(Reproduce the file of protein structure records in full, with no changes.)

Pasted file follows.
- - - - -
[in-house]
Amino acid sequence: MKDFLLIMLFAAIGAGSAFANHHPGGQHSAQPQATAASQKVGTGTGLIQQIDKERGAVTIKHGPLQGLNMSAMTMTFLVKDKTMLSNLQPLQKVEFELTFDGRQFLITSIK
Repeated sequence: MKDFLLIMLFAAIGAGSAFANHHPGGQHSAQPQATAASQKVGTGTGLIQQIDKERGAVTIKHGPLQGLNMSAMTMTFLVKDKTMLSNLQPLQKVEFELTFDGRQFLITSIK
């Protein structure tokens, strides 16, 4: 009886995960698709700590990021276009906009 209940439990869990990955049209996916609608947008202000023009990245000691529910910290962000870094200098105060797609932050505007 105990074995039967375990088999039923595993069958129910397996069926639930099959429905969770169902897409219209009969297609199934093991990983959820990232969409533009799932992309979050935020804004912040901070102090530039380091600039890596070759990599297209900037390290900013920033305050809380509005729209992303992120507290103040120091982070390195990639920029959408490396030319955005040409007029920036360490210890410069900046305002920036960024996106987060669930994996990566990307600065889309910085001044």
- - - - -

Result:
[in-house]
Amino acid sequence: MKDFLLIMLFAAIGAGSAFANHHPGGQHSAQPQATAASQKVGTGTGLIQQIDKERGAVTIKHGPLQGLNMSAMTMTFLVKDKTMLSNLQPLQKVEFELTFDGRQFLITSIK
Repeated sequence: MKDFLLIMLFAAIGAGSAFANHHPGGQHSAQPQATAASQKVGTGTGLIQQIDKERGAVTIKHGPLQGLNMSAMTMTFLVKDKTMLSNLQPLQKVEFELTFDGRQFLITSIK
């Protein structure tokens, strides 16, 4: 009886995960698709700590990021276009906009 209940439990869990990955049209996916609608947008202000023009990245000691529910910290962000870094200098105060797609932050505007 105990074995039967375990088999039923595993069958129910397996069926639930099959429905969770169902897409219209009969297609199934093991990983959820990232969409533009799932992309979050935020804004912040901070102090530039380091600039890596070759990599297209900037390290900013920033305050809380509005729209992303992120507290103040120091982070390195990639920029959408490396030319955005040409007029920036360490210890410069900046305002920036960024996106987060669930994996990566990307600065889309910085001044």